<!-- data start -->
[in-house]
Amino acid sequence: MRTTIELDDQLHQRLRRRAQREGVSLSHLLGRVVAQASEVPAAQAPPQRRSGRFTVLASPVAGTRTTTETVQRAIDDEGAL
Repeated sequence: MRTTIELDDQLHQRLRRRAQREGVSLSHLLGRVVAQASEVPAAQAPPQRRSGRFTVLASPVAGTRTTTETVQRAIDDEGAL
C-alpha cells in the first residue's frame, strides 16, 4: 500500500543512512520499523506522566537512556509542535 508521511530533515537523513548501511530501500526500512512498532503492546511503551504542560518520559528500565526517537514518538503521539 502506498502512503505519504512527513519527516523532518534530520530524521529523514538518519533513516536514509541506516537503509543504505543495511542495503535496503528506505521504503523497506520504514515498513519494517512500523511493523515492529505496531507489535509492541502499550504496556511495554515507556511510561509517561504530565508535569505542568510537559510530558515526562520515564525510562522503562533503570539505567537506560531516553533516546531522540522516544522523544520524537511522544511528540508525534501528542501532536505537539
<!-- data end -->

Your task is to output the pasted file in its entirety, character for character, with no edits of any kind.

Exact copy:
[in-house]
Amino acid sequence: MRTTIELDDQLHQRLRRRAQREGVSLSHLLGRVVAQASEVPAAQAPPQRRSGRFTVLASPVAGTRTTTETVQRAIDDEGAL
Repeated sequence: MRTTIELDDQLHQRLRRRAQREGVSLSHLLGRVVAQASEVPAAQAPPQRRSGRFTVLASPVAGTRTTTETVQRAIDDEGAL
C-alpha cells in the first residue's frame, strides 16, 4: 500500500543512512520499523506522566537512556509542535 508521511530533515537523513548501511530501500526500512512498532503492546511503551504542560518520559528500565526517537514518538503521539 502506498502512503505519504512527513519527516523532518534530520530524521529523514538518519533513516536514509541506516537503509543504505543495511542495503535496503528506505521504503523497506520504514515498513519494517512500523511493523515492529505496531507489535509492541502499550504496556511495554515507556511510561509517561504530565508535569505542568510537559510530558515526562520515564525510562522503562533503570539505567537506560531516553533516546531522540522516544522523544520524537511522544511528540508525534501528542501532536505537539